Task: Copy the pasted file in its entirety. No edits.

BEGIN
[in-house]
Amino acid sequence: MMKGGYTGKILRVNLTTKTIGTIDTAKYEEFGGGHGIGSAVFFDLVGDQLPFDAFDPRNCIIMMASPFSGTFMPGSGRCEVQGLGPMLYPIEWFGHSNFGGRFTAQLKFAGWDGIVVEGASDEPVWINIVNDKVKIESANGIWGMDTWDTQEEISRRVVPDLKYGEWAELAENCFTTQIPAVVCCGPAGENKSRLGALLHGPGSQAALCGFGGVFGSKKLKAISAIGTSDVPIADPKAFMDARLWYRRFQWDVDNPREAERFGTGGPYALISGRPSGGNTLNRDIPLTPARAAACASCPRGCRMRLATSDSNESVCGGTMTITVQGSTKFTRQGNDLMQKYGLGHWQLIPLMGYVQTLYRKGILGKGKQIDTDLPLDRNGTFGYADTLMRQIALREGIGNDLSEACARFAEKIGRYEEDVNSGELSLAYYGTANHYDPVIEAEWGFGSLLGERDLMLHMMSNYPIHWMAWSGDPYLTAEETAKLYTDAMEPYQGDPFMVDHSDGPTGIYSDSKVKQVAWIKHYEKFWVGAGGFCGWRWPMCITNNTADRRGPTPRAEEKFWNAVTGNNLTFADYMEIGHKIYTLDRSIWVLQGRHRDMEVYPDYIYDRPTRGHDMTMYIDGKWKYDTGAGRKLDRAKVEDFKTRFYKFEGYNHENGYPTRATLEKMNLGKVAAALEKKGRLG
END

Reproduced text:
[in-house]
Amino acid sequence: MMKGGYTGKILRVNLTTKTIGTIDTAKYEEFGGGHGIGSAVFFDLVGDQLPFDAFDPRNCIIMMASPFSGTFMPGSGRCEVQGLGPMLYPIEWFGHSNFGGRFTAQLKFAGWDGIVVEGASDEPVWINIVNDKVKIESANGIWGMDTWDTQEEISRRVVPDLKYGEWAELAENCFTTQIPAVVCCGPAGENKSRLGALLHGPGSQAALCGFGGVFGSKKLKAISAIGTSDVPIADPKAFMDARLWYRRFQWDVDNPREAERFGTGGPYALISGRPSGGNTLNRDIPLTPARAAACASCPRGCRMRLATSDSNESVCGGTMTITVQGSTKFTRQGNDLMQKYGLGHWQLIPLMGYVQTLYRKGILGKGKQIDTDLPLDRNGTFGYADTLMRQIALREGIGNDLSEACARFAEKIGRYEEDVNSGELSLAYYGTANHYDPVIEAEWGFGSLLGERDLMLHMMSNYPIHWMAWSGDPYLTAEETAKLYTDAMEPYQGDPFMVDHSDGPTGIYSDSKVKQVAWIKHYEKFWVGAGGFCGWRWPMCITNNTADRRGPTPRAEEKFWNAVTGNNLTFADYMEIGHKIYTLDRSIWVLQGRHRDMEVYPDYIYDRPTRGHDMTMYIDGKWKYDTGAGRKLDRAKVEDFKTRFYKFEGYNHENGYPTRATLEKMNLGKVAAALEKKGRLG